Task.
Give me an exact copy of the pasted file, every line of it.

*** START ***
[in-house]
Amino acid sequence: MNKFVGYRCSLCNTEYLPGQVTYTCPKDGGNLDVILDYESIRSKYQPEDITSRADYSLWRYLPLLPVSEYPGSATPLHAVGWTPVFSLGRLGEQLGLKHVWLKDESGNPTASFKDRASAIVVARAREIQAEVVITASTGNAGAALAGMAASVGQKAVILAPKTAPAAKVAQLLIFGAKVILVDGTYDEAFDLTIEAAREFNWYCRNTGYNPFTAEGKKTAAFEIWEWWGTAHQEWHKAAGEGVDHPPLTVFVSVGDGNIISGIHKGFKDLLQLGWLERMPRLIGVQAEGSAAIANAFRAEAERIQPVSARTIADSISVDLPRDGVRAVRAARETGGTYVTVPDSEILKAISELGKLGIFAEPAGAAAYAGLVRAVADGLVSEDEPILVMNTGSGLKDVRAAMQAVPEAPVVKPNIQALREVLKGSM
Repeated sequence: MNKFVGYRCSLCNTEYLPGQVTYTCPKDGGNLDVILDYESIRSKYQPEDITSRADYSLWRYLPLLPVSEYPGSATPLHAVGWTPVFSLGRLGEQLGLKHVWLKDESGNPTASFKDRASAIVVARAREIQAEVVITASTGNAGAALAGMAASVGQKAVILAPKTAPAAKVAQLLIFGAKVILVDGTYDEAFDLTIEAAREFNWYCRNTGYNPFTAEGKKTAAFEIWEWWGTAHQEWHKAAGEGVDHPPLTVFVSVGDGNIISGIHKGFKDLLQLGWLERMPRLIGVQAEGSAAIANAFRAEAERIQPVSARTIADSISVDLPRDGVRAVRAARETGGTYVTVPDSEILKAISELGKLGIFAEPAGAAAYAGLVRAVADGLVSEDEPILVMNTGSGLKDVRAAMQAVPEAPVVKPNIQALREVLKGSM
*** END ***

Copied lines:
[in-house]
Amino acid sequence: MNKFVGYRCSLCNTEYLPGQVTYTCPKDGGNLDVILDYESIRSKYQPEDITSRADYSLWRYLPLLPVSEYPGSATPLHAVGWTPVFSLGRLGEQLGLKHVWLKDESGNPTASFKDRASAIVVARAREIQAEVVITASTGNAGAALAGMAASVGQKAVILAPKTAPAAKVAQLLIFGAKVILVDGTYDEAFDLTIEAAREFNWYCRNTGYNPFTAEGKKTAAFEIWEWWGTAHQEWHKAAGEGVDHPPLTVFVSVGDGNIISGIHKGFKDLLQLGWLERMPRLIGVQAEGSAAIANAFRAEAERIQPVSARTIADSISVDLPRDGVRAVRAARETGGTYVTVPDSEILKAISELGKLGIFAEPAGAAAYAGLVRAVADGLVSEDEPILVMNTGSGLKDVRAAMQAVPEAPVVKPNIQALREVLKGSM
Repeated sequence: MNKFVGYRCSLCNTEYLPGQVTYTCPKDGGNLDVILDYESIRSKYQPEDITSRADYSLWRYLPLLPVSEYPGSATPLHAVGWTPVFSLGRLGEQLGLKHVWLKDESGNPTASFKDRASAIVVARAREIQAEVVITASTGNAGAALAGMAASVGQKAVILAPKTAPAAKVAQLLIFGAKVILVDGTYDEAFDLTIEAAREFNWYCRNTGYNPFTAEGKKTAAFEIWEWWGTAHQEWHKAAGEGVDHPPLTVFVSVGDGNIISGIHKGFKDLLQLGWLERMPRLIGVQAEGSAAIANAFRAEAERIQPVSARTIADSISVDLPRDGVRAVRAARETGGTYVTVPDSEILKAISELGKLGIFAEPAGAAAYAGLVRAVADGLVSEDEPILVMNTGSGLKDVRAAMQAVPEAPVVKPNIQALREVLKGSM